DFER stands for Democrats for Education Reform, a group that has the distinction of possessing a name in which none of the words are accurate.
you can read more about him here). Leonie Haimson has a great quote from the film version of Tilson's magnum opus about ed reform, "A Right Denied," and it's a dream of mine that every time somebody searches for DFER on line, this quote comes up.
“The real problem, politically, was not the Republican party, it was the Democratic party. So it dawned on us, over the course of six months or a year, that it had to be an inside job. The main obstacle to education reform was moving the Democratic party, and it had to be Democrats who did it, it had to be an inside job. So that was the thesis behind the organization. And the name – and the name was critical – we get a lot of flack for the name. You know, “Why are you Democrats for education reform? That’s very exclusionary. I mean, certainly there are Republicans in favor of education reform.” And we said, “We agree.” In fact, our natural allies, in many cases, are Republicans on this crusade, but the problem is not Republicans. We don’t need to convert the Republican party to our point of view…”
That's the beauty of a label like "Democrat"-- anybody who wants to use it can use it. Now, there's little doubt that the corporate wing of the Democratic Party has long known that when it comes to education, they were largely indistinguishable from the GOP. At this stage, we can talk about the Bush-Obama education reform program as the one seamless thing it always was, and for some folks, it's a useful way to frame ed reform to look as if the DeVos agenda is radically different (spoiler alert-- it's not).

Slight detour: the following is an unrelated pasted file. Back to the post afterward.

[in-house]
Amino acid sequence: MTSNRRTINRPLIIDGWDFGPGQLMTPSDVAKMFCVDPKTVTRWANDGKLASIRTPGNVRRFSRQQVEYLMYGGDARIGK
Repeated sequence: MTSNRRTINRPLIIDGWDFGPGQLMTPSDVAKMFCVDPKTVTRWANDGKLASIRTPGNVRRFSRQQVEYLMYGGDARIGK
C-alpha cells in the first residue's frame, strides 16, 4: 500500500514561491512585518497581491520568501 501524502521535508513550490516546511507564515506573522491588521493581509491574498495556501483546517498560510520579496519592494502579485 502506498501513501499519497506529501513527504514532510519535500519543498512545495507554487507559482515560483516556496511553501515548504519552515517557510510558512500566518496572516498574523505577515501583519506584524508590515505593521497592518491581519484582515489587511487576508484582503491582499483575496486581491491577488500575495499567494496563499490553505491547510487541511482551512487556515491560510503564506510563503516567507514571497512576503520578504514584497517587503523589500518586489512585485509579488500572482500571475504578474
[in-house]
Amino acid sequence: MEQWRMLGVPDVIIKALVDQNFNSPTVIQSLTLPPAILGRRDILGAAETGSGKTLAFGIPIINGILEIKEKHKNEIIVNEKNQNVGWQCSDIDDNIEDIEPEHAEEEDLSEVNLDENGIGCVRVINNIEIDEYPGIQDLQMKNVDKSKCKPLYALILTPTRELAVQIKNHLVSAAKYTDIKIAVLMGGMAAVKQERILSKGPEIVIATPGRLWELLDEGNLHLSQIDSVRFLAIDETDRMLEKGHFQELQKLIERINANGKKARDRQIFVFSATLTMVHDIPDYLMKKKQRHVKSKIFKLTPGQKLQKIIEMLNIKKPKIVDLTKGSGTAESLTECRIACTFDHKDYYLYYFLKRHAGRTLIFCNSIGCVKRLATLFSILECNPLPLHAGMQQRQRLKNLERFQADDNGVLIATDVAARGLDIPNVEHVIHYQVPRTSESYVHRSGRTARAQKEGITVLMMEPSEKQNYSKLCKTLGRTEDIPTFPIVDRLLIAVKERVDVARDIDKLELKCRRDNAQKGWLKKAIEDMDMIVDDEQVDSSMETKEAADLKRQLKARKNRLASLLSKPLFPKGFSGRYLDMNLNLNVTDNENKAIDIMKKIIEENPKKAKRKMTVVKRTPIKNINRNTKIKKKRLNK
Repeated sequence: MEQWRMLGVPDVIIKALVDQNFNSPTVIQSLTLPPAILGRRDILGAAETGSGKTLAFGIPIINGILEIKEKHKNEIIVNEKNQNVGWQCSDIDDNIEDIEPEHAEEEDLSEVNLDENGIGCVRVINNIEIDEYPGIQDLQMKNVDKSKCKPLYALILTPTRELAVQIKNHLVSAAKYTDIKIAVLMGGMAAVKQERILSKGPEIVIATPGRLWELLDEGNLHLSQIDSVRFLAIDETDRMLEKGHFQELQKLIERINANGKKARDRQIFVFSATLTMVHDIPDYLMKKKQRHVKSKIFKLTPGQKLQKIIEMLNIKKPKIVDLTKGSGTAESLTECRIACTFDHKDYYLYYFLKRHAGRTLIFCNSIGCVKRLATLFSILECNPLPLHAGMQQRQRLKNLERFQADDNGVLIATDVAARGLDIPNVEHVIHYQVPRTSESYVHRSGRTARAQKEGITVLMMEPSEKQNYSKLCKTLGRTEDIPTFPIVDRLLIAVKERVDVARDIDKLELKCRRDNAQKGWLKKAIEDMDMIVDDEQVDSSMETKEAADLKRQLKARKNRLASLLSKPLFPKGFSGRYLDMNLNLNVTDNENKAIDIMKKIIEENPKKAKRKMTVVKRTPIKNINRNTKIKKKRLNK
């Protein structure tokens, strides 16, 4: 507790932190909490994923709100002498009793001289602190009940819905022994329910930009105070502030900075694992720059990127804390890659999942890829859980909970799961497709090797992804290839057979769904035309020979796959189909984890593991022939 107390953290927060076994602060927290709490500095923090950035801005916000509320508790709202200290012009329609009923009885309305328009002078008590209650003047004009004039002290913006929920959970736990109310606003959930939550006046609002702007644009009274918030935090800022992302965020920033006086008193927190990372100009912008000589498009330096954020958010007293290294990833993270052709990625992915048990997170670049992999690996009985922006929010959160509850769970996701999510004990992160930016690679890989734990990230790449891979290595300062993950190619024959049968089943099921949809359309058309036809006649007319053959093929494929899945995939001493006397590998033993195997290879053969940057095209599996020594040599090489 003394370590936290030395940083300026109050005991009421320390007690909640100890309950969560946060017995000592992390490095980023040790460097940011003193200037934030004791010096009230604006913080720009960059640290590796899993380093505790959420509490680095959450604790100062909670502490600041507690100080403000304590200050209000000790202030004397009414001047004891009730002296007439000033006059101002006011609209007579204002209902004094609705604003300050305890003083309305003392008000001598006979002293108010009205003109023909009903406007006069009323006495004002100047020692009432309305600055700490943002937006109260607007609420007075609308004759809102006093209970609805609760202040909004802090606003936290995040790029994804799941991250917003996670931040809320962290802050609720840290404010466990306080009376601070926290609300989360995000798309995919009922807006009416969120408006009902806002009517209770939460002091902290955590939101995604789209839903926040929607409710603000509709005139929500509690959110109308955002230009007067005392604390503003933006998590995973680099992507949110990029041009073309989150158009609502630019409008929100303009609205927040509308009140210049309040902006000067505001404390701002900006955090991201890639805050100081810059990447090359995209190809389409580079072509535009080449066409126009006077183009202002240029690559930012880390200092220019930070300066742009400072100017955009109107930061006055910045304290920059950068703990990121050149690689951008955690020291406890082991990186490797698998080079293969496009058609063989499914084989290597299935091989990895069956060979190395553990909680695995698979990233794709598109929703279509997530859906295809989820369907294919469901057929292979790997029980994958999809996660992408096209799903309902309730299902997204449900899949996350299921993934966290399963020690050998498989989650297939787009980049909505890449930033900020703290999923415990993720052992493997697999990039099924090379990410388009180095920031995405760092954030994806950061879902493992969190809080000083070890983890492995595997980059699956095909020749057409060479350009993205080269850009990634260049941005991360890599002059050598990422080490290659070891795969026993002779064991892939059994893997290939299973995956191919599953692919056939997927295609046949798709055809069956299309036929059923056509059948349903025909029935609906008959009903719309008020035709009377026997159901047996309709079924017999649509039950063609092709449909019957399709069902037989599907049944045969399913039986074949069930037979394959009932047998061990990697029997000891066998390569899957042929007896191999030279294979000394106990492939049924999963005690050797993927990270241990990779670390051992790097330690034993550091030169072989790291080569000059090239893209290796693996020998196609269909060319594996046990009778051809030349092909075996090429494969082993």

But recently something unusual happened. Last weekend, the Colorado Democratic state assembly overwhelmingly rejected DFER's agenda and told them to take the D out of their name. Here's the platform amendment they pushed through:
We oppose making Colorado’s public schools private or run by private corporations or becoming segregated again through lobbying and campaigning efforts of the organization called Democrats for Education Reform and demand that they immediately stop using the party’s name Democrat in their name.
The battle, as Erica Meltzer wrote for Chalkbeat "revealed a growing divide among party activists and establishment politicians on education policy." Colorado's DFER chapter is loaded with establishment Dems, while the roomful of actual Democrats was not. Speakers against DFER included people like Vanessa Quintana, whose own high school education had been creatively disrupted by ed reform in the state:
“When DFER claims they empower and uplift the voices of communities, DFER really means they silence the voices of displaced students like myself by uprooting community through school closure,” she told the delegates. “When Manual shut down my freshman year, it told me education reformers didn’t find me worthy of a school.”
Only two people spoke up in favor of DFER, but some DFER supporters are not too concerned. You have to read all the way to the end of the Chalkbeat article, but once you get there, you see the strategy that DFER and reformsters like them have always focused on:
Van Schoales, a DFER board member and CEO of A Plus Colorado, an education reform advocacy group, called it a “symbolic attack,” but he believes support for policies like school choice and charter schools remains strong among Democratic elected officials.
In other words, as long as they keep a hold on the politicians, it doesn't matter what actual Democratic Party members want. This is a symptom remaining from when, as Jennifer Berkshire puts it, "education reform ate the Democratic Party" and somehow Democrats became one more anti-union, teacher-bashing group of public school privatizers. Will the party figure out where it should stand on education policy? The time is ripe for them to get a clue, and with any luck, Colorado is a harbinger of things to come.